“Fairness does not mean equal. Fairness means that everyone gets what they need. Your other children have the wonderful quality of empathy that many adults do not possess, and it’s because of their brother. They get what they need from you and from others. No one else can be their mother.  But if you give up on this boy, if you decide that your well is in fact, dry, then this boy will be lost.

“You are the advocate, you are the one to teach him the oft-neglected skill of self-advocacy so that he can help himself. You are a teacher and a cheerleader. You are the optimist. You are also human. It’s normal to be tired. It gets better. Sometimes it gets worse before it gets better, but it gets better. Cheryl, you have no choice. It’s your job.”

And with that, I opened my dresser drawer, the one with the big girl panties in it, and I put them on. And I went in search of water to fill my well.

This well cannot run dry. This is my job. It will get better. I’m grateful for the reminder of someone who did not have to call me back, did not have to cheer me on, did not have to dig into her reserves to fill my well. But she did. I will start again after the break with renewed purpose and renewed gratitude for all those who have helped us on this journey.

And for the record, even with all the challenges, I would not change one damn thing about him or my other babies. We are all exactly as we are meant to be.

The Mighty is asking its readers the following: Describe the moment a stranger — or someone you don’t know very well — showed you or a loved one incredible love. If you’d like to participate, please send a blog post to [email protected] Please include a photo for the piece, a photo of yourself and 1-2 sentence bio. Check out our “Share Your Story” page for more about our submission guidelines.

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He was 5 years old and autistic but reachable. He was delayed, but came to your kindergarten class counting, knowing his alphabet and writing his name.

There were sensory issues that couldn’t be avoided in a large New York City classroom, and I didn’t blame you for that. I knew he didn’t fit neatly into any educational box but I had hope.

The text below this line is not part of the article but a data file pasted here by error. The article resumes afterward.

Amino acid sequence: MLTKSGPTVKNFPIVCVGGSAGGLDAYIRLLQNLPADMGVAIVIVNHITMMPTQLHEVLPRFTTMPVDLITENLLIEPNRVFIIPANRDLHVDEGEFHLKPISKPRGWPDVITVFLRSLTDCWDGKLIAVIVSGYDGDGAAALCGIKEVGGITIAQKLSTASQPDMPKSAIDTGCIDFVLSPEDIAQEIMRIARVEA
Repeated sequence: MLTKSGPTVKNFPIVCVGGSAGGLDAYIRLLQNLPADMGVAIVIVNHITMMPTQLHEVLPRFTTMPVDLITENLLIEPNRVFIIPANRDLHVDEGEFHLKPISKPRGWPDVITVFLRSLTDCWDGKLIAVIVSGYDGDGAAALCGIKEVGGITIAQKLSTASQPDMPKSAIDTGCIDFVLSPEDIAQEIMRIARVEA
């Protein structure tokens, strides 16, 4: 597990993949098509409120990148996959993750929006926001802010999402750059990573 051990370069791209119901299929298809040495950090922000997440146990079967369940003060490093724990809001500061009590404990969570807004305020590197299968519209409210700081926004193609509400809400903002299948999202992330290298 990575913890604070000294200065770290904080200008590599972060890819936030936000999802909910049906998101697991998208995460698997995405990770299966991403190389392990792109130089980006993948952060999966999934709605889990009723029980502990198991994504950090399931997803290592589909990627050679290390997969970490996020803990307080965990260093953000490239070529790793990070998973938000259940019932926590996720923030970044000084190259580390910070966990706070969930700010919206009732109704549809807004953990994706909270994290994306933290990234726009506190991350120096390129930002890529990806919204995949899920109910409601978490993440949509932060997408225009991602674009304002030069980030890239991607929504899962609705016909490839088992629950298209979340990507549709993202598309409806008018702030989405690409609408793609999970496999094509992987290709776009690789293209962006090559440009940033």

Two years earlier he wasn’t even speaking. I enrolled him in preschool, loaded his schedule with Music Together, Gymboree, speech and occupational therapies. I attended conferences to learn the latest educational techniques. I was grateful for every newly acquired skill.


I wasn’t looking for miracles, just continued progress. I know better than most that hard work isn’t always rewarded. He has an older brother who will never walk or talk and his lifespan is fragile. I ached for my second son to have the opportunity to go to school with our neighbor’s kids.

My instincts allowed me to see my son’s strengths, every minor glimpse of his particular brand of brilliance, but it wasn’t without worry that he was placed in your inclusion class. You were the general education half of the teaching pair and you were initially supportive.

As the months passed, the dream faded to fantasy. How could there be nothing positive to report? He felt your frustrations — I assure you, his were greater. He grew less interested in learning and he ran from you. It was stressful.

While you went home each afternoon, he couldn’t escape from his troubles and neither could I.

When we had our annual meeting I sat with my notepad, avoiding eye contact. I scribbled your details of my son’s failures. He didn’t belong. You made this clear and you crossed the line. Many well-meaning teachers do. Perhaps I’ve done the same, before I had children. I hope not. I don’t know what possessed you to find these words.

“He needs to be in a classroom where they play Cinderella music all day.”

It stung, the way all unnecessarily painful things do.